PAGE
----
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The Powell's Playlist | August 8, 2014

Peter Mendelsund: IMG The Powell's Playlist: Water Music by Peter Mendelsund

We "see" when we read, and we "see" when we listen. There are many ways in which music can create the cross-sensory experience of this seeing...... Continue »
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Vi Blanchard has commented on (9) products.

Born Round: The Secret History of a Full-Time Eater by Frank Bruni
Born Round: The Secret History of a Full-Time Eater

Vi Blanchard, August 20, 2009

Born Round: The Secret History of a Full-Time Eater is to the disease of compulsive eating what The Lost Weekend was to alcoholism.

Frank Bruni serves up a surprisingly digestible bouillabaisse of eclectic ingredients that include autobiography, celebrity, fad dieting, haute cuisine and addiction. This sometimes rollicking, sometimes sobering, always engaging tale of a food fiend turned restaurant critic is a textbook case history of a compulsive eater that manages to illuminate this epidemic American addiction in a palatable serving of anecdotes, recipes and family history.

Born into an Italian family with big big appetites, Bruni knows from childhood that when it comes to food, he is different. Bruni describes a ferocious infant appetite and suggests that he was a bulimic, even in the high chair. As his eating takes him on an odyssey of grotesque binges, fad diets, compulsive exercise, Mexican diet pills, fasting, laxatives, denial, and obesity, he finds his true calling as the restaurant reviewer for The New York Times.

Like an alcoholic wine critic, he embarks on a career binge wherein he is given the green light to lovingly indulge in and describe his addictive excesses. Somehow, he makes a deal with his addiction, trading discipline for recovery, managing to manage his weight for a time, but still wondering if he will ever be relieved of his compulsion to eat. Discipline is fine for awhile, but then an epic binge teaches him that he cannot stop. He throws in the towel and leaves the restaurant reviewing to someone else with leaner appetites.

This story is wildly insightful about the disease of compulsive eating without being a self-indulgent addiction memoir. Instead, it lays bare the heartbreaking reality that is the life of a food addict, and helps to educate us all about a disease that is killing more of us than we know. Somehow, this is a really entertaining read, and that's a good thing, because this is tough stuff to digest. Tough, but well worth the effort.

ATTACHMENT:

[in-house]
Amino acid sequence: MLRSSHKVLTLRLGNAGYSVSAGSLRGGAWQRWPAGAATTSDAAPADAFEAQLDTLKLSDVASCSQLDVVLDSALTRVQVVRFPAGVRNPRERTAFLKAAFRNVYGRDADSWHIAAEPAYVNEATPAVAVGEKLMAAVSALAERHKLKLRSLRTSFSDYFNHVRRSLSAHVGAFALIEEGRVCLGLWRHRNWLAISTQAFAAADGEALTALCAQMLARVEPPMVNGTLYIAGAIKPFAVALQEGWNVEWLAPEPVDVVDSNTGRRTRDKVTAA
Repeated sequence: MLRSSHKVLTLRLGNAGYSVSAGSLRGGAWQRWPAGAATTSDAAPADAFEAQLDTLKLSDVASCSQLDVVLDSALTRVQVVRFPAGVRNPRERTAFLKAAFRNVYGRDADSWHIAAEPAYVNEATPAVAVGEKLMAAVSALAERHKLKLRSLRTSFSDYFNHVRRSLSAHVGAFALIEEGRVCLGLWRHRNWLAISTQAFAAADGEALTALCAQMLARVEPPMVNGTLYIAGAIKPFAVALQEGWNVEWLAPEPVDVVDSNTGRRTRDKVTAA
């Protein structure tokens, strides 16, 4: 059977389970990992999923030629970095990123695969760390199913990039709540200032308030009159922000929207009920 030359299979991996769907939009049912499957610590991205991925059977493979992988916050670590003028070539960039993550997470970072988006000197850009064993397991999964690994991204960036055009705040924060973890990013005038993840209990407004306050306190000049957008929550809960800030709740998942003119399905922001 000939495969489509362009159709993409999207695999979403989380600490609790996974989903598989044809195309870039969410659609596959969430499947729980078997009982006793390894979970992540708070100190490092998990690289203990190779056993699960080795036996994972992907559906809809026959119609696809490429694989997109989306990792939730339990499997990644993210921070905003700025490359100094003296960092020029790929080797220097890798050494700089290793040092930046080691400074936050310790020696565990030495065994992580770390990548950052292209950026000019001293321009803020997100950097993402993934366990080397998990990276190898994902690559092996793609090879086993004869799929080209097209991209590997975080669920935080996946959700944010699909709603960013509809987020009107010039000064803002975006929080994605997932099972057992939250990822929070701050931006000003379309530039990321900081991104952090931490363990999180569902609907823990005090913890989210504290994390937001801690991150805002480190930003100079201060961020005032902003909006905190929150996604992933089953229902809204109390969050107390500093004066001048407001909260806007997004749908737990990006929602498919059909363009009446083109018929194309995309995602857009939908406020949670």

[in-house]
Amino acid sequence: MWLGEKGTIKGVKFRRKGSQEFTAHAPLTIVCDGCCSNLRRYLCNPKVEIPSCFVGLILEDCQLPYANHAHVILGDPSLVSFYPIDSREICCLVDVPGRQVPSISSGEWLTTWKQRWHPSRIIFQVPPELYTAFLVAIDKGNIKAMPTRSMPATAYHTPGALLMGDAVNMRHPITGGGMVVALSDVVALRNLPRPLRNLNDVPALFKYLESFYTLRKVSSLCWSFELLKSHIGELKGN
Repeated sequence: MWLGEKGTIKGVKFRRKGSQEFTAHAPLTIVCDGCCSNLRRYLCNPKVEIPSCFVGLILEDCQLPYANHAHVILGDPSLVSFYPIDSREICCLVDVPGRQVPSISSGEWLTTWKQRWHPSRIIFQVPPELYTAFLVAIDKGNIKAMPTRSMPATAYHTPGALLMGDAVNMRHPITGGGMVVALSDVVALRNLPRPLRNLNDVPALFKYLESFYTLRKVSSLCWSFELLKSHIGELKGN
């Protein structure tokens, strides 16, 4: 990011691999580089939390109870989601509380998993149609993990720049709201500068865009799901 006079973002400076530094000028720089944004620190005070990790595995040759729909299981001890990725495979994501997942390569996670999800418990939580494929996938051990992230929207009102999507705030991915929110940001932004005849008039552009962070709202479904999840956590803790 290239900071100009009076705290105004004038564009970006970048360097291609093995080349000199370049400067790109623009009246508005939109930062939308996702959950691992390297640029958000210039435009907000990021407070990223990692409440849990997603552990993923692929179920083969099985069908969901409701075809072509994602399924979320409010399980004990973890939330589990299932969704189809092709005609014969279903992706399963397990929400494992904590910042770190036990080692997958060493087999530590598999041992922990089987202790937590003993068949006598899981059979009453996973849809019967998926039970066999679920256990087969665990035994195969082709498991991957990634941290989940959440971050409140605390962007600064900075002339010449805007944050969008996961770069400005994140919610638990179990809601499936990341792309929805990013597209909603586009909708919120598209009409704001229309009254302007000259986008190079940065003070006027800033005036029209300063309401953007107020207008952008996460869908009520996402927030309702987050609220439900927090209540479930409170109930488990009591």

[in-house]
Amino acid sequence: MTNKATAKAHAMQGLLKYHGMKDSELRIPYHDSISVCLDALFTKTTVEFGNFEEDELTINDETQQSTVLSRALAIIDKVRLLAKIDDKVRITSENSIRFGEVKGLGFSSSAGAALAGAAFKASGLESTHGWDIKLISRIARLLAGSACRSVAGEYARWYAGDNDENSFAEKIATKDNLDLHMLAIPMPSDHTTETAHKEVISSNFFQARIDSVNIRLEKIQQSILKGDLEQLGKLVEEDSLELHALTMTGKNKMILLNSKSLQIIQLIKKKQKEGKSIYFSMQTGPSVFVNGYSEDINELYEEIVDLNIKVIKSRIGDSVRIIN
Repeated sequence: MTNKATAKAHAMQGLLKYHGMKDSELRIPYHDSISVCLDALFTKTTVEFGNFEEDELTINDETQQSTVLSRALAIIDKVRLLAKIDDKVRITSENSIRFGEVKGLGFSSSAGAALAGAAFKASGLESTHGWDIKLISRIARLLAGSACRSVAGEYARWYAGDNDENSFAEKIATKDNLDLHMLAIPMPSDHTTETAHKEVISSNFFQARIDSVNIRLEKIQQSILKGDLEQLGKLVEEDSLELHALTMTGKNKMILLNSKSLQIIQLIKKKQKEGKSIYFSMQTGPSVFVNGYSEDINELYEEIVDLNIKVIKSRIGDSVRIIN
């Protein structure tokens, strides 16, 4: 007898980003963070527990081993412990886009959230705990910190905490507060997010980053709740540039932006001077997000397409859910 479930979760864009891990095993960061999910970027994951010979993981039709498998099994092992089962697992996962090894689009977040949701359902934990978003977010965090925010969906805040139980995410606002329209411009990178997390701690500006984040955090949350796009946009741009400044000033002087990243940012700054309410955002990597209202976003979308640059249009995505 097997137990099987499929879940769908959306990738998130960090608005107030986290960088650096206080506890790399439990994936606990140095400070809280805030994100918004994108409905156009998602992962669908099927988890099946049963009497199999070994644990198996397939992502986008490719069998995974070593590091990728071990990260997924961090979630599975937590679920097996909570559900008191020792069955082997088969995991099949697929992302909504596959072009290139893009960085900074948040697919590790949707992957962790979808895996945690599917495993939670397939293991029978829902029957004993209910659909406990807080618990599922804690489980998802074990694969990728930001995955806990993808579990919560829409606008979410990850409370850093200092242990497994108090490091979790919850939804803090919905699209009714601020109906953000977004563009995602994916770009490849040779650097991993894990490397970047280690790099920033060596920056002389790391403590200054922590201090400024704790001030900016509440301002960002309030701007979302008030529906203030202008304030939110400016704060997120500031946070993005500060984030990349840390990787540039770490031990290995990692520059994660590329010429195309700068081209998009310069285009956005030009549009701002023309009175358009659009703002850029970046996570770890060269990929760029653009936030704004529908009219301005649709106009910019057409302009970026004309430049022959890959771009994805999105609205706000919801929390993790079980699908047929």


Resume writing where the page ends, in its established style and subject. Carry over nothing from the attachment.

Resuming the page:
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The Love Machine by Jacqueline Susann
The Love Machine

Vi Blanchard, February 7, 2007

Yummy! The girl glitterati of Rat Pack era New York are in a lather over sexy television bigwig Robin Stone. But these models, actresses and showgirls wouldn't be catfighting over this stud if they knew about his problems in the sack. Suffice to say that Robin's got a mommy thing and it ain't pretty. Once again, trash diva Jacqueline Susann has left us with a luscious slice of beach reading that's chock-full of lame Freudianism and top-shelf naughtiness. Nowhere else but in a JS novel will you EVER hear a character say, "Her c--ze has seen more action than the Lincoln Tunnel..." And that's just scratching the sidewalls. God bless you Jackie S!
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Abraham & Mary Lincoln:House Divided
Abraham & Mary Lincoln:House Divided

Vi Blanchard, February 7, 2007

Okay, "splendid" is a not a word I often use, but there is no other way to describe this wonderful dual biography about Abraham and Mary Lincoln. Like the nation, these two experienced struggle, separation and incredible loss. She took that experience shopping -- literally -- by indulging in compulsive shopping that left her financially and emotionally bankrupt. He transformed his pain into a blood baptism that was meant to absolve the nation of the sin of slavery. She died, mad and alone. He died a hero. Lavish, moving and engaging, you don't have to love history to revel in this tale about the marriage between two of America's pivotal figures.
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(2 of 4 readers found this comment helpful)

Alcoholics Anonymous 2nd Edition 5th Printing

Vi Blanchard, February 3, 2007

You don't have to be affected by alcoholism to appreciate this classic of 20th Century literature. Written in the 1930's but light years ahead of its time, this is a must-read for any literate, English-speaking person. Beyond its sometimes dramatic and idiosyncratic writing is a powerful message of acceptance and healing. And its personal stories offer a unique glimpse into the everyday lives of extraordinary people during the early and middle decades of the last century.
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The Girls in 3-B (Femmes Fatales: Women Write Pulp) by Valerie Taylor
The Girls in 3-B (Femmes Fatales: Women Write Pulp)

Vi Blanchard, February 3, 2007

This little dilly inspired the melodramatic but weirdly progressive cartoon soap opera, "The Girls in Apartment 3G." It's got it all: sordid beatnik drug parties, mop-haired anti-establishment tools, vague father-daughter incest, lesbianism... WHEW! With all the action they've got going on, it's amazing these girls are able to pay the rent. Oh wait. One of them is doing it with the super, so they get a break on their monthly bill. Why waste your time on People Magazine when you can spend an hour with the Girls in 3-B?
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